Volunteers sort through clothing donations for Syrian refugees who are expected to arrive in Canada within the next month. (Photo: REUTERS/Ben Nelms)
A recent New York Timesarticle presents a mostly glowing picture of Canada's reception of Syrian refugees. It highlights the extraordinary hospitality of Canadian refugee sponsors, noting that "the Canadian government can barely keep up with the demand" to welcome new Syrian families.
Canadians' welcome of Syrian refugees, and the Vietnamese before them, is emblematic of our culture. Across our diverse country, we are united by an incredibly strong belief in volunteerism and mutual aid. Response to the New York Times article was alternately one of pride (from Canadians) and envy (from non-Canadians).
Mixed Reviews of Canada's Treatment of Refugees
The Times article was almost overwhelmingly positive. A recent statement from Senator Jim Munson, chair of the Senate Human Rights Committee, offers a less glowing appraisal of the situation faced by Syrian and other refugees in Canada. Senator Munson notes that "fine words and open arms... are not sufficient to address the very real and very urgent problems that lie ahead" for new refugees, and points to a pressing need for mental health services, fast-tracking of child benefits and increased funding for language training programs.
Senator Munson's statement brings attention to the gap between the intensive mutual aid offered by individual Canadians and the confusing, bureaucratic and often penny-pinching supports provided by governments. Nowhere is this more evident than in the income benefits offered by provincial welfare programs.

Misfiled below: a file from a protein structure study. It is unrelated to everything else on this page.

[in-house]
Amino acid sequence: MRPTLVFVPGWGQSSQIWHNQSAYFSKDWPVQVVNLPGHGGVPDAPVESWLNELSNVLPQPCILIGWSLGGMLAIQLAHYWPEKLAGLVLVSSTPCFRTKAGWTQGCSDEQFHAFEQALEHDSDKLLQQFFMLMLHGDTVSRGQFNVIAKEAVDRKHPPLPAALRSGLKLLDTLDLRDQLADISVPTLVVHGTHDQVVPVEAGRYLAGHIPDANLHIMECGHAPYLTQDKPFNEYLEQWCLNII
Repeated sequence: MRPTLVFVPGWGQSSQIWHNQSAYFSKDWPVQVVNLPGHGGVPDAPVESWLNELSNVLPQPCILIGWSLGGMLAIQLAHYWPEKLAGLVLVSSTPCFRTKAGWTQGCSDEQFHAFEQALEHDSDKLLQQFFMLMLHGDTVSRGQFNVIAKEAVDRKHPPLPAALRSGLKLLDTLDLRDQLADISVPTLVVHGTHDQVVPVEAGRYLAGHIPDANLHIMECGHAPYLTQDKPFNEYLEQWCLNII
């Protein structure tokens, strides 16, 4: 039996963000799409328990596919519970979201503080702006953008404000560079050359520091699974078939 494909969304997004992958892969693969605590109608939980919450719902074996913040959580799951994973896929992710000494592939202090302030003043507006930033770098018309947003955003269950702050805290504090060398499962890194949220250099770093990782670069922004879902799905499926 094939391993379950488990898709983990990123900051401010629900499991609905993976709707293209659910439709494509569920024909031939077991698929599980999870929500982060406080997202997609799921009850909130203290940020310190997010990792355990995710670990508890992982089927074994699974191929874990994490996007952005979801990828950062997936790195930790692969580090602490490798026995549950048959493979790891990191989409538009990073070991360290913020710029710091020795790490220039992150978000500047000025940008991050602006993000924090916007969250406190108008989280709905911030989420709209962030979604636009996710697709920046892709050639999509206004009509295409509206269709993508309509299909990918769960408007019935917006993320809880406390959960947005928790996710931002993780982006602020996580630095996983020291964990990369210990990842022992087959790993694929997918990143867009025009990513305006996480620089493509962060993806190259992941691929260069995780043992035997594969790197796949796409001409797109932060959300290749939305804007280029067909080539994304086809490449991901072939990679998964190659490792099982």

Starting Off in Poverty
John McCallum, the federal Minister of Immigration, Refugees and Citizenship, has said that he has to "work very hard not to treat refugees better than we treat Canadians." This means that refugees -- particularly those sponsored by the federal government rather than private citizens -- have to make do with provincial social assistance benefits that are far below any reasonable measure of poverty.
As Canadians have been doing for more than three decades, refugees from Syria and many other countries turn to our nation's food banks, because government supports for the most vulnerable don't even provide enough money to cover the most basic necessities. That fact that (as Minister McCallum has noted) "many Canadians who have tight budgets use food banks" is being treated as normal -- as if not having enough food to eat is par for the course. When did this become acceptable?
A Patchwork System
The kindness of Canadian strangers -- in refugee sponsor groups, in food banks and in many other capacities -- is heartwarming and laudable. It is also imperfect and, unfortunately, unequally distributed. Some refugees will land in better circumstances than others; similarly, while Canadians have donated generously to immigrant settlement organizations in response to the Syrian influx, other necessary services that rely on public support languish. This patchwork effect is the unavoidable result of our overreliance on the voluntary sector.
Only governments have the capacity to offer equitable levels of service regardless of one's location or circumstance. Our response to Syrian refugees is just one example of how the voluntary sector -- partially and imperfectly -- is filling the gaps left by governments.
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